Always be attentive to your prayers, and keep your mind upon the business you are about, with all due seriousness and solemness, without playing or staring about, or thinking of other matters; for you must remember that in prayer you are speaking to the great God of heaven and earth, that doth not only see and observe your outward carriage, but also the very thoughts of your hearts and minds.

Let no occasion whatsoever hinder you from your private, constant devotion towards Almighty God, but be steady and fixed, and resolved in it; and not go about any business of importance (but only reading of a chapter, whereof in the next) till you have performed this duty; and although it be upon the Lord's Day, when you go to public prayers, morning and afternoon, and though there be morning and evening prayers in the schools or college where you live, yet this must not make you omit your private devotions; for it must be a solemn and sacred employment, as a great and necessary means of your protection, and blessing, and safety, the ensuing day or night. I was ever distrustful of the success of that business which I undertook before I commended myself and affairs to Almighty God in my private morning prayers.

Let all your thoughts and words be full of reverence; think not of him lightly, nor speak of him, nor use his name vainly; consider, it is he by whose mercy and goodness you live and have all the blessings and comforts you enjoy, and that can call them away from you at his pleasure; it is he that knows all your thoughts, words, and actions, and discerns whether they are such as are decent, becoming, and suitable to his will and presence; it is he that sees you though you see him not, and this is the reason of the third commandment, whereby you are forbidden to take his name in vain. SIR MATTHEW HALE.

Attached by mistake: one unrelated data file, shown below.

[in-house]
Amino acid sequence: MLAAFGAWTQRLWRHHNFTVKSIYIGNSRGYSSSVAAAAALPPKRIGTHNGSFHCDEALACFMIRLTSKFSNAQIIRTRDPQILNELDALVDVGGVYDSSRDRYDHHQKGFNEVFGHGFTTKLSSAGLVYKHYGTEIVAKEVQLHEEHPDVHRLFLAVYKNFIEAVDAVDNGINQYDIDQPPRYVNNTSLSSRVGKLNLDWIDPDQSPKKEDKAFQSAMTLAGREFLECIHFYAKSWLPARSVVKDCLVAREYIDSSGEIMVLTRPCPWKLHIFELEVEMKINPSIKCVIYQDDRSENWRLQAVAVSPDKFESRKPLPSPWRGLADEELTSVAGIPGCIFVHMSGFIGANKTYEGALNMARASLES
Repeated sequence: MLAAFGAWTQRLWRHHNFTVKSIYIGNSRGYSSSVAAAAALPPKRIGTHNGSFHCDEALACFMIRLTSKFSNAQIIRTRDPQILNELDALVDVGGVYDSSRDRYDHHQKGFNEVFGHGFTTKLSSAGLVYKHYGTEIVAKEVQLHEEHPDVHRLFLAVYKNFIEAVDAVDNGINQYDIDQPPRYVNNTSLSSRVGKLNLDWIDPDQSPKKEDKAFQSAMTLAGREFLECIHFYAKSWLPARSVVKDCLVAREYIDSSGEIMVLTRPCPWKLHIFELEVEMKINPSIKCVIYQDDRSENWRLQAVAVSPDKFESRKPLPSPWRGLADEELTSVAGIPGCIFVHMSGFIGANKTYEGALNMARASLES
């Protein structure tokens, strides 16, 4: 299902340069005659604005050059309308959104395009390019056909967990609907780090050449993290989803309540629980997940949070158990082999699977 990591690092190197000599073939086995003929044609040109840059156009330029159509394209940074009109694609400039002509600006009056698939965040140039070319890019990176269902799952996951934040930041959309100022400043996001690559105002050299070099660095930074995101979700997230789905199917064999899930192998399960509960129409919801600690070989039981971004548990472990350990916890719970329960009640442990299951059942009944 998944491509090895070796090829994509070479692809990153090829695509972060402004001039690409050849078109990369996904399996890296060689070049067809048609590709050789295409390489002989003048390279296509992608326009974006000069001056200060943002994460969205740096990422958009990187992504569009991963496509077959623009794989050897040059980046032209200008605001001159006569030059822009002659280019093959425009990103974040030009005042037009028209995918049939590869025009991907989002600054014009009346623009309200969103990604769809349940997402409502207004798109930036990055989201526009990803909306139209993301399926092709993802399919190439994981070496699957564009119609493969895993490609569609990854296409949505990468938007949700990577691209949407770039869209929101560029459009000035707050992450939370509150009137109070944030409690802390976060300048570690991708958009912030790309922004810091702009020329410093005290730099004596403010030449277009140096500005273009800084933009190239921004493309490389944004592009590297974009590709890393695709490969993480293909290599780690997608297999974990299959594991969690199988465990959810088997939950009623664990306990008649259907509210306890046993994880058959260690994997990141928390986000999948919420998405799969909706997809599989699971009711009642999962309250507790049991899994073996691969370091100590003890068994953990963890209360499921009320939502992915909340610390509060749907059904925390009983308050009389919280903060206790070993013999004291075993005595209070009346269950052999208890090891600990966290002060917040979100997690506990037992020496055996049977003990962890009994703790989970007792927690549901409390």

ANALYSIS.-1. An injunction to pray every morning, with a brief statement of the objects of morning prayer.

2. An injunction to pray in the evening, and the objects of evening prayer.

3. Directions as to the conduct during time of prayer, with a reason assigned.

4. Injunction to be uniform and strict in the observance of the duty, enforced by a reference to the writer's experience.

5. Injunctions as to the general state of the thoughts and feelings towards God, with the reasons assigned.

In looking at this analysis, it is obvious, that though the different paragraphs are distinct from each other, they are connected together by their general bearing on the leading design of the writer;they all tend to enforce the constant and right performance of the duty of prayer. We are also led to notice the directness and simplicity, which are found both in the thoughts and expressions. The amplification is for the most part explanatory; so far as reasons are assigned, they are briefly stated, and are such as commend themselves to the good sense and the moral feelings of the reader.



Daily Prayer-Evening.

LET us now consider another part of the day which is favourable to the duty of prayer; we mean the evening. This season, like the morning, is calm and quiet. Our labours are ended. The bustle of life is gone by. The distracting glare of the day has vanished. The darkness which surrounds us favours seriousness, composure, and solemnity. At night the earth fades from our sight, and nothing of creation is left to us but the starry heavens, so vast, so magnifi. cent, so serene, as if to guide up our thoughts above all earthly things to God and immortality.